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River Science

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Background
The backbone of sound environmental management is quality information (data). Smartrivers’ believed that the information available at the time the Draft WAMP was being prepared was very poor and any Government decisions based upon it would carry a high level of risk of being wrong. This applied to both hydrology and ecology. Smartrivers undertook reviews of the hydrology and, as no single Government department was responsible for all aspects of river monitoring, Smartrivers decided to undertake their own ecological data collection program.

Hydrology

Smartrivers commissioned Dr John Porter, initially to review the existing hydrological data, and later to review the Integrated Quantity and Quality Model or IQQM. The IQQM is a flow model that looks at how much water is making its way through the river and channels and what water leaves the system. The information gained for the IQQM is vital in the water management decision making process.

Dr Porter concluded that gauging errors related to flood flows resulted in an underestimation of total flow by between 15 and 30%. The report was independently reviewed by Prof Tom McMahon of Melbourne University and Prof McMahon agreed with the finding, suggesting that DNRM needed to adjust their rating curves.

Dr Porter also reported that the IQQM program as it was established for the catchment, contained a number of one-way errors which, when added together, resulted in a significant overestimation of the effect of water extraction on flows within the system.

Ecological Monitoring Program

This program is conducted by Dr Lee Benson of EM (Ecology Management) Pty Ltd. The program aims to sample aspects of the physical, chemical and biological environments at sufficient sites throughout our region to allow us to understand the condition of our rivers and wetlands. The program is entirely funded by Smartrivers and represents:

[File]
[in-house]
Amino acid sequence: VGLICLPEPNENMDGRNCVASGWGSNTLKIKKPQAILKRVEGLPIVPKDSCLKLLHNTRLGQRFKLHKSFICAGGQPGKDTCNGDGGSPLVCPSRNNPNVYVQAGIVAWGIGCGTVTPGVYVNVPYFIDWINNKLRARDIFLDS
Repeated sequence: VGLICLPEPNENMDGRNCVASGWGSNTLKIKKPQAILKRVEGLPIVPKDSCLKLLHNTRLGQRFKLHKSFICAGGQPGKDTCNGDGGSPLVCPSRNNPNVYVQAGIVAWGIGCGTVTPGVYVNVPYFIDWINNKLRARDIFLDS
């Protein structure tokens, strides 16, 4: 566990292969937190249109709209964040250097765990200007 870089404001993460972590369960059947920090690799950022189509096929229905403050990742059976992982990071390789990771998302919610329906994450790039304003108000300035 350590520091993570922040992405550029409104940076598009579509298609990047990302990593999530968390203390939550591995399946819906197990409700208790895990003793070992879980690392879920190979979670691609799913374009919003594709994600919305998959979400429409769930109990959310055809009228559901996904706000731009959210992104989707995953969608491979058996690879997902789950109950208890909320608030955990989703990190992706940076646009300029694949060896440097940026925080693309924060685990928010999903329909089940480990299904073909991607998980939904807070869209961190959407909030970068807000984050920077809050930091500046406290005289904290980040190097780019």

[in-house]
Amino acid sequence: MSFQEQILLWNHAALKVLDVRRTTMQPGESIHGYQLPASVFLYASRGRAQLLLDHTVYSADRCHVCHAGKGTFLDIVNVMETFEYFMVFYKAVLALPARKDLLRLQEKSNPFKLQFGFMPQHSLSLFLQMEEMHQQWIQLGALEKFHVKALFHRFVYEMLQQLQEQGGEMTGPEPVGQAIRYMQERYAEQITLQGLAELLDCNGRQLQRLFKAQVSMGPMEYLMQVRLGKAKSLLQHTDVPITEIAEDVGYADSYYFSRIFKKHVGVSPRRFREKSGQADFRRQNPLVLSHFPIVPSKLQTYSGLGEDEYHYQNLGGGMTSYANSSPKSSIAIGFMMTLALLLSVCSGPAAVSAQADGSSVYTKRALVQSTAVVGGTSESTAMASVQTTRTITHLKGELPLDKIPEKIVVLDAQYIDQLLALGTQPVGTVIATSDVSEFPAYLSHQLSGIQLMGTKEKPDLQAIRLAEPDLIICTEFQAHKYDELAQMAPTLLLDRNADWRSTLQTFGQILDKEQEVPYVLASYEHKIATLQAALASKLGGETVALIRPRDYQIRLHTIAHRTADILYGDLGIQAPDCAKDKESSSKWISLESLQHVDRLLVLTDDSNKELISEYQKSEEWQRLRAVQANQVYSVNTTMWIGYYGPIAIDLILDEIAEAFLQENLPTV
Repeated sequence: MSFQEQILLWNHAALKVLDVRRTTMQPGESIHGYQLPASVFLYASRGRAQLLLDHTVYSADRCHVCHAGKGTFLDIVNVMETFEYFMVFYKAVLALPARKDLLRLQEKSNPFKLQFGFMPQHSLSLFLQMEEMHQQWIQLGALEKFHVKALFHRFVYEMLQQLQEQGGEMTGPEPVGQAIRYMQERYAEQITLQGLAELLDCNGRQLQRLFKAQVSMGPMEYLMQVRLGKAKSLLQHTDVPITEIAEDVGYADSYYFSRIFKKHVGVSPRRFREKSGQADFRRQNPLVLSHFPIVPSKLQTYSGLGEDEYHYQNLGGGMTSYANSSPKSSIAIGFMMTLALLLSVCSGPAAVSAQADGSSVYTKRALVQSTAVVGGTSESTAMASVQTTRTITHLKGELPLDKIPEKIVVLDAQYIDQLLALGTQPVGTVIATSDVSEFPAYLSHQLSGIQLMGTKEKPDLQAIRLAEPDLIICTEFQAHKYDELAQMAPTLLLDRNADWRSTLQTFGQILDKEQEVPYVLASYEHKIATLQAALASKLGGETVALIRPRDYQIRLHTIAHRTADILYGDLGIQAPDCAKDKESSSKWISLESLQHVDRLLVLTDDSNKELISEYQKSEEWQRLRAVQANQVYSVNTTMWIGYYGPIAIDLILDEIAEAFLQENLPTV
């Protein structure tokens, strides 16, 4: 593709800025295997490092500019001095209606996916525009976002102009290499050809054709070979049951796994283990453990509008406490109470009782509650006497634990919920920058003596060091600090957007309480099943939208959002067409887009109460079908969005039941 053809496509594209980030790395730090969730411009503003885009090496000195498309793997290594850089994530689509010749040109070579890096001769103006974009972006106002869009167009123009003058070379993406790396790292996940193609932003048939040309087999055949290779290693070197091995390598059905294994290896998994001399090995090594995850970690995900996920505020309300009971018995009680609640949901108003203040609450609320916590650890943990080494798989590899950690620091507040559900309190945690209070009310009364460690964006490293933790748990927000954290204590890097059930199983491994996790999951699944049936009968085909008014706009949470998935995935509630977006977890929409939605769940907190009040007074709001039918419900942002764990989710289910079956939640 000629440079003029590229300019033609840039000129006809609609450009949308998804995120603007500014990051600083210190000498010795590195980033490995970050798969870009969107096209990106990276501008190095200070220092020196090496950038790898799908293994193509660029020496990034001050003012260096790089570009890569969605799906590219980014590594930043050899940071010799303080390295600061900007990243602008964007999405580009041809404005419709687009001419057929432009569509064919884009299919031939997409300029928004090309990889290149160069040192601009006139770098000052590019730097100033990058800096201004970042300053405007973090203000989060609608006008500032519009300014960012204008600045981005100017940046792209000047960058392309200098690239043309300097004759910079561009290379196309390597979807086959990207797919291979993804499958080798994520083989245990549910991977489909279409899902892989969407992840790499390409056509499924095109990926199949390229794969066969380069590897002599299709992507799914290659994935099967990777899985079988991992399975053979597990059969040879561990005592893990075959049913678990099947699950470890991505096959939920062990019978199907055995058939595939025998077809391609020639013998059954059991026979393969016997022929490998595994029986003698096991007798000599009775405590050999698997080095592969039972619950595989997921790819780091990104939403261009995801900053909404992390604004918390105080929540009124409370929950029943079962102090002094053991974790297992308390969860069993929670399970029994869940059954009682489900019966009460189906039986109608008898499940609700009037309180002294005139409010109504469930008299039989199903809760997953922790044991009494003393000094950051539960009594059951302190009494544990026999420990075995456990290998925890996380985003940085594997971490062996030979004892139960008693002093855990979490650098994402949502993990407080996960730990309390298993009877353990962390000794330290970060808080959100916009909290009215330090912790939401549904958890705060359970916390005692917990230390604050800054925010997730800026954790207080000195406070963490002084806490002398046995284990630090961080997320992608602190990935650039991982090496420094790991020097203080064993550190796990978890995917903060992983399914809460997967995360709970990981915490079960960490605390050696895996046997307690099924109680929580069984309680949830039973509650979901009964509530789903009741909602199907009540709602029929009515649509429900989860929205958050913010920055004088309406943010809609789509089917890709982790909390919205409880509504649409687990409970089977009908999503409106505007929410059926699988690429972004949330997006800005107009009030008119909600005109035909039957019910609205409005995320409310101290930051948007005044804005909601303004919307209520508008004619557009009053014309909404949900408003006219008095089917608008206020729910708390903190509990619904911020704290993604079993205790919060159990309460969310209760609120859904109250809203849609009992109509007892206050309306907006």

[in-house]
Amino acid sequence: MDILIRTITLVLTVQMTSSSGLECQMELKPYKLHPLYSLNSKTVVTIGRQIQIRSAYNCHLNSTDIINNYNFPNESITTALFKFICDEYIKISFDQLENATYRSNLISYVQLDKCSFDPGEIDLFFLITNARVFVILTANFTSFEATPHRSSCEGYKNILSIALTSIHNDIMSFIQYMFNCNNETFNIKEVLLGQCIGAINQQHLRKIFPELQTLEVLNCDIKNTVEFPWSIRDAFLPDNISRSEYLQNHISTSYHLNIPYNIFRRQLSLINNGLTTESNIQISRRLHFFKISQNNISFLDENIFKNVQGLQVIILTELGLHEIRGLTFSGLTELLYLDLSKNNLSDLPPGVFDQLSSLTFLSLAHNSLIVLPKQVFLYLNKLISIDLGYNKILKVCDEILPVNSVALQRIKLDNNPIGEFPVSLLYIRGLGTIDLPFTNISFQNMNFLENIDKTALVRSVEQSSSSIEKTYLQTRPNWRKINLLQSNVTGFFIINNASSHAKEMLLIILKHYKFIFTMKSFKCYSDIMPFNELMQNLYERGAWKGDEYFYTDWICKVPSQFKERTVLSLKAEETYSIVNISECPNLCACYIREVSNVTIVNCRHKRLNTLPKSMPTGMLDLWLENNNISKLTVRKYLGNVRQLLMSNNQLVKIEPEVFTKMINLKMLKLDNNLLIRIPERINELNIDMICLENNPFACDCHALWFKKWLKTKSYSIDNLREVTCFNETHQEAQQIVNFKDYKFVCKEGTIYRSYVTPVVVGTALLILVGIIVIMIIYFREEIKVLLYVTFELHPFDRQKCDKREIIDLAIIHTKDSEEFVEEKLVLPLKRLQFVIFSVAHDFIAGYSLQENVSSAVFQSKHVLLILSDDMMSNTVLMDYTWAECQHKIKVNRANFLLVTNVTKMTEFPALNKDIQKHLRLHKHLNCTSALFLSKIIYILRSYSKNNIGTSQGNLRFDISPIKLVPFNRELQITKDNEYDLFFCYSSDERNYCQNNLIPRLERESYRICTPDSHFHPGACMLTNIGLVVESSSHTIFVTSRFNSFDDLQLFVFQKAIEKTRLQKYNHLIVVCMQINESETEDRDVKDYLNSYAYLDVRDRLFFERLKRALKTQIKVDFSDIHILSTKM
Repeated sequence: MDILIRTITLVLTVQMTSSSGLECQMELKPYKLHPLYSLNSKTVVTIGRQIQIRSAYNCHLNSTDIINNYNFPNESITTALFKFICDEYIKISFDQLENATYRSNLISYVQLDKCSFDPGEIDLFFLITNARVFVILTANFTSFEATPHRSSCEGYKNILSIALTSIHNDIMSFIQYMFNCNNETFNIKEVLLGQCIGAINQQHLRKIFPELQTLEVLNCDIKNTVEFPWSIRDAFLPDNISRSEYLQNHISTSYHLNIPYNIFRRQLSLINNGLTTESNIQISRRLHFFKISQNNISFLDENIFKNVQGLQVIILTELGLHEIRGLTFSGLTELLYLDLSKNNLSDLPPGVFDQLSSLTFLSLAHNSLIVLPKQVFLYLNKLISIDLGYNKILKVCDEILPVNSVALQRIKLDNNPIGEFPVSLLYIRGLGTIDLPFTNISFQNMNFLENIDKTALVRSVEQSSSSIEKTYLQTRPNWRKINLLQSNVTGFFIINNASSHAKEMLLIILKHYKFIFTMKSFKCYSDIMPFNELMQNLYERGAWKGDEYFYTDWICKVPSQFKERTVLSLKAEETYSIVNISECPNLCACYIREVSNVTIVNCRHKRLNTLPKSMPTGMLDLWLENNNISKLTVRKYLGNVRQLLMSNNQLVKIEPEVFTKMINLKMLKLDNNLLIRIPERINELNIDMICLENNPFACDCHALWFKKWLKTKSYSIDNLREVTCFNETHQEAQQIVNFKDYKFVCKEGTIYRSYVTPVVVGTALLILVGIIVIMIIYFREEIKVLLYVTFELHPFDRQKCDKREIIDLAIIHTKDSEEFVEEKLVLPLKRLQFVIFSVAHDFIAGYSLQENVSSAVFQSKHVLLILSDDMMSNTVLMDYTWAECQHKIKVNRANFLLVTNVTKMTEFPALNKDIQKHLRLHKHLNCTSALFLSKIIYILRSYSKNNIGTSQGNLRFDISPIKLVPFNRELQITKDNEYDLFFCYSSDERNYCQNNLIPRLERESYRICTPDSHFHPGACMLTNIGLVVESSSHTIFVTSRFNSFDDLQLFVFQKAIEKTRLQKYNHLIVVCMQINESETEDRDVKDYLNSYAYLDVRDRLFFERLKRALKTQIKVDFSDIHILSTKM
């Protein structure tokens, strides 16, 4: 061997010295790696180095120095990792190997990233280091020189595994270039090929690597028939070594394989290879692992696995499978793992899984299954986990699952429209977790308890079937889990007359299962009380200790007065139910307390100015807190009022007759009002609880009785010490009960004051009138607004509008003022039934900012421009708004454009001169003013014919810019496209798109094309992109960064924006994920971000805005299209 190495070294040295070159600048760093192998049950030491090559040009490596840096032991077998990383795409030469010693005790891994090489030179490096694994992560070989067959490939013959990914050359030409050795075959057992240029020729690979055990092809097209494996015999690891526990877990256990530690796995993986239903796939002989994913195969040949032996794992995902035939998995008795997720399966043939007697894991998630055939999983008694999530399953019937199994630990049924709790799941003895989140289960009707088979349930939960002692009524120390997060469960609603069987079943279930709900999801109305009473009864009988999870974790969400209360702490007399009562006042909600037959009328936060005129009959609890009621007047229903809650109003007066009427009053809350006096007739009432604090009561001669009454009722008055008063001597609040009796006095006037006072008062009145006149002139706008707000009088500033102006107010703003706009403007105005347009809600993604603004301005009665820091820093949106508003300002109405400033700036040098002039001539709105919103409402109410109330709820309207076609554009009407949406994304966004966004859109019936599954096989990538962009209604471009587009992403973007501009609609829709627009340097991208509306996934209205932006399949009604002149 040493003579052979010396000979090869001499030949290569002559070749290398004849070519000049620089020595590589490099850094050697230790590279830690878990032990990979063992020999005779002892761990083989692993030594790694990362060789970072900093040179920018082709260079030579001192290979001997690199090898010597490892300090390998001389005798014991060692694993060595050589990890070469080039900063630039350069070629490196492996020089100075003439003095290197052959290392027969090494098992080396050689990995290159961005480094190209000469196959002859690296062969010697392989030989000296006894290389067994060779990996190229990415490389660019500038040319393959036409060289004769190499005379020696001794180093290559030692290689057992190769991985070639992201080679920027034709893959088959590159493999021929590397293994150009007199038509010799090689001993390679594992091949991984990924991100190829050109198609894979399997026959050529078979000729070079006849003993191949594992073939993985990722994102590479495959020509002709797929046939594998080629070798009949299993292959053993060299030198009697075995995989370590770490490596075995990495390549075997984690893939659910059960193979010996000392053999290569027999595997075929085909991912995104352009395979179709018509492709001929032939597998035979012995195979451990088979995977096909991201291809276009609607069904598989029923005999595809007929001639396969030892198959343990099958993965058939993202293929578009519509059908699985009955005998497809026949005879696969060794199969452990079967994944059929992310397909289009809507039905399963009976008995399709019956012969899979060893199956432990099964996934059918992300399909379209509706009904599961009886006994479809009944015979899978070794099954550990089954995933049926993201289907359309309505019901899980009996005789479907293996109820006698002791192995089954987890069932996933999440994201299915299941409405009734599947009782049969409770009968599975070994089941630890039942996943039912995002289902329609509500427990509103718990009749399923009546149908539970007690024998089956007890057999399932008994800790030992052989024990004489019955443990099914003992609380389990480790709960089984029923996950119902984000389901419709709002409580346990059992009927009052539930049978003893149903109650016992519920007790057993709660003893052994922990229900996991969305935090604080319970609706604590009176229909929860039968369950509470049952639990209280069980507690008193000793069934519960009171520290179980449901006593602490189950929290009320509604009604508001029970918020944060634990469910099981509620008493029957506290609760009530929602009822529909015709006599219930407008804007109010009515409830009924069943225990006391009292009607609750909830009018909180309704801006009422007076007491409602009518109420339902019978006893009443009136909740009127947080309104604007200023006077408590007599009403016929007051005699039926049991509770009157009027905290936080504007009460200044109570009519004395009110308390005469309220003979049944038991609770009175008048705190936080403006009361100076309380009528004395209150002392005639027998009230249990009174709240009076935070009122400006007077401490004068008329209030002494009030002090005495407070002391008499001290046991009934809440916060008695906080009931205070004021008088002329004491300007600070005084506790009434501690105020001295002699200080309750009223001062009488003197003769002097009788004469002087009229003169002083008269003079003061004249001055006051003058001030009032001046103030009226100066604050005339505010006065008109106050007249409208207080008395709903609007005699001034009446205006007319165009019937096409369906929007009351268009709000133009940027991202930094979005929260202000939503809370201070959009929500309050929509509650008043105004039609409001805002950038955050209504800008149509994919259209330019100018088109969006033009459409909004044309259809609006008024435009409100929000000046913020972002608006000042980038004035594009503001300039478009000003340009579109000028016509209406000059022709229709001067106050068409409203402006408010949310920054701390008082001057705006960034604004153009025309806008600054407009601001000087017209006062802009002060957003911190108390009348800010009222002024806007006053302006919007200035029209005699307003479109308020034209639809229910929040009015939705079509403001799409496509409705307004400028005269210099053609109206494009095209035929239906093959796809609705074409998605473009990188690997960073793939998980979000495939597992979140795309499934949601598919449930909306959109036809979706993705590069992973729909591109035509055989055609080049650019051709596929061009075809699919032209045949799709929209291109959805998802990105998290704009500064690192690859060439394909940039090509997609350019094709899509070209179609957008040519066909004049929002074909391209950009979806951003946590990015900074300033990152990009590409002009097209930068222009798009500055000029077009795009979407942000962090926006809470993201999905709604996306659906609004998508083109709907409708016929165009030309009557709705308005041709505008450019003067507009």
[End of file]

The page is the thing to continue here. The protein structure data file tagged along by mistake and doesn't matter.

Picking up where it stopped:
- the first time that such a broad range of measures have been sampled at each site on each sampling occasion;
- the first time that each river in the region was sampled concurrently and at more than one site;
- the first time that multiple reference sites on adjacent rivers were sampled concurrently;
- the first time the wetlands of the region had been included in a sampling program; and,
- the first time that both the methods and results were independently peer reviewed before reports were released.

Sampling has been conducted many times to date, with two occasions timed to coincide with similar sampling being conducted by DNRM. Future sampling will depend on flows in the river and funding support.

Results
The report of the Technical Advisory Panel (TAP) to the WAMP process claimed that the aquatic environment of the Lower Balonne was severely degraded and that this was a result of water resource development. The Smartrivers program has not supported either part of that conclusion.

The conflicting views were tested in court in the Anchorage V DNRM case in June 2001 and comments by key DNRM witnesses confirmed that the original conclusions of the TAP were incorrect. This is unfortunate because those conclusions have been used as the foundation of many other reports since, including those of the National Competition Council.